Environmental Protection Agency.
Notice of extension of public comment period.
The U.S. Environmental Protection Agency's (EPA) Office of Research and Development (ORD) is announcing the extension of the public comment period for the external review draft (ERD) document, Exposure and Human Health Evaluation of Airborne Pollution from the World Trade Center Disaster (EPA/600/P-02/002A, October 2002). This draft document was prepared by ORD's National Center for Environmental Assessment (NCEA) within the Office of Research and Development.
In the December 27, 2002, Federal Register (67 FR 79089), EPA announced a limited comment period through February 25, 2003. The Agency is now extending the public comment period to April 7, 2003. Technical comments should be in writing and must be postmarked by April 7, 2003.
The primary distribution method for the ERD will be via ORD's Web site at http://www.epa.gov/ncea/wtc.htm. This draft report, in PDF format, can be viewed and downloaded from the Internet for review and comment. In addition, a limited number of CD-ROM and paper copies of the ERD are available by contacting the Technical Information Staff, NCEA-W (8623D), U.S. Environmental Protection Agency, Washington, DC 20460; telephone: (202) 564-3261; facsimile: (202) 565-0050; e-mail: firstname.lastname@example.org. Please provide your name and mailing address, and the title and EPA number of the requested publication.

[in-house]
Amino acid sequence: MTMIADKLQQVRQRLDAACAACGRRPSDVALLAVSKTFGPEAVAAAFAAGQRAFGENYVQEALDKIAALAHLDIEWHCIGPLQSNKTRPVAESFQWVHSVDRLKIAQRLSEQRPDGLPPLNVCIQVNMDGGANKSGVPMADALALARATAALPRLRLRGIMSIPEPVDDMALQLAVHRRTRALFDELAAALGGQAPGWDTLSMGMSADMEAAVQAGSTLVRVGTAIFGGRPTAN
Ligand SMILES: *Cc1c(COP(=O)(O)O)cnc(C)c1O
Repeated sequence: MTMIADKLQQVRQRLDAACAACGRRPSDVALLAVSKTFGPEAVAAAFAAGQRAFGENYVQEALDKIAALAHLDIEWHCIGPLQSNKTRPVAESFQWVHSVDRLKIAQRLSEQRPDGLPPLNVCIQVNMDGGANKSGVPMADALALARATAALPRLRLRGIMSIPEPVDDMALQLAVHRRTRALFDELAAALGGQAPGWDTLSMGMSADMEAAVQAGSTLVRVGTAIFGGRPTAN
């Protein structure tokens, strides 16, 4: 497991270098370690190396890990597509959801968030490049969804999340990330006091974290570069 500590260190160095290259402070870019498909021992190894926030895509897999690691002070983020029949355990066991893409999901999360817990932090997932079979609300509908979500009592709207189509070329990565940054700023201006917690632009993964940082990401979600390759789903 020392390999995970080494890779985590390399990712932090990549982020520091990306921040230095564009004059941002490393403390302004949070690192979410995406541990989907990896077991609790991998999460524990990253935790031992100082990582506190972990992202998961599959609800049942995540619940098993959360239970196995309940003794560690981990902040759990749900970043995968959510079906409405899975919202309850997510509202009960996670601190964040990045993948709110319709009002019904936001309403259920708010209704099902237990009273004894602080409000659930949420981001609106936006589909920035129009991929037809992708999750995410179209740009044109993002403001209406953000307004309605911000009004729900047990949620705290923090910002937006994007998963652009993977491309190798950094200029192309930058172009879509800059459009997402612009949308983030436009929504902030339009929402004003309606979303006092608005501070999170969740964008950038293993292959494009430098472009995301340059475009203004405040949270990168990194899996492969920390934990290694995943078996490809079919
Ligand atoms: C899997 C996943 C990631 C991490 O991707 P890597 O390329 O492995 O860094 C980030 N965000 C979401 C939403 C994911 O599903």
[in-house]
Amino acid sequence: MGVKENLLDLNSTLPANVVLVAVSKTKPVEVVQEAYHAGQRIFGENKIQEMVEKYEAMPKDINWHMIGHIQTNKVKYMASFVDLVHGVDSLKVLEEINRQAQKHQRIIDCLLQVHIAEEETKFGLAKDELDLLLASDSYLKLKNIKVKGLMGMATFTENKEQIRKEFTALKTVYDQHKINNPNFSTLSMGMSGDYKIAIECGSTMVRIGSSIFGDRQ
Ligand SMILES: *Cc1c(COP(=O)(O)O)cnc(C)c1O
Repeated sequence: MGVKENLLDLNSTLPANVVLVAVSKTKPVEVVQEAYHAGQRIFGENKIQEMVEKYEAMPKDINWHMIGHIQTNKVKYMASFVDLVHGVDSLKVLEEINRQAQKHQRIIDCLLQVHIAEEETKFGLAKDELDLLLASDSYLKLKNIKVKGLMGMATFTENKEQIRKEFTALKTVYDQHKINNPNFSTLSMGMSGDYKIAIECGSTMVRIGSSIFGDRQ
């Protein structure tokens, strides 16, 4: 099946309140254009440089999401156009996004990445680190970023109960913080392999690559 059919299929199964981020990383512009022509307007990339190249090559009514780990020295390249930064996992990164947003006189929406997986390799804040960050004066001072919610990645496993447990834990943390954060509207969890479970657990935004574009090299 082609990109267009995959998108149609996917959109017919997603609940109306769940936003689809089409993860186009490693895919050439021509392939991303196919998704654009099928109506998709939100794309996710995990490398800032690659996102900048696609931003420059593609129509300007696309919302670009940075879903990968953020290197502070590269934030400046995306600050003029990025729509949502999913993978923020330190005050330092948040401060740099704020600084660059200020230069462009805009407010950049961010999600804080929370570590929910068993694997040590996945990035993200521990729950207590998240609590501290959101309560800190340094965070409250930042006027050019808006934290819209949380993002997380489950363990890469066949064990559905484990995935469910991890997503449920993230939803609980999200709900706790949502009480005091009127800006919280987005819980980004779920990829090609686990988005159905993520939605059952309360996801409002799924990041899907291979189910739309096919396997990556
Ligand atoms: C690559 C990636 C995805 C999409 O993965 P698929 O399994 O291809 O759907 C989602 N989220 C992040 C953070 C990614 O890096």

Comment Submission: Comments on the ERD may be mailed to the Technical Information Staff, NCEA-W (8623D), U.S. Environmental Protection Agency, Washington, DC 20460; telephone: (202) 564-3261; facsimile: (202) 565-0050. Comments should be in writing. Please submit one unbound original with pages numbered consecutively, and three copies of the comments. For attachments, provide an index, number pages consecutively with the comments, and submit an unbound original and three copies. Electronic comments may be e-mailed to: email@example.com.
Please note that all technical comments received in response to this notice will be placed in a public record. For that reason, commentors should not submit personal information (such as medical data or home address), Confidential Business Information, or information protected by copyright. Due to limited resources, acknowledgments will not be sent.Start Further Info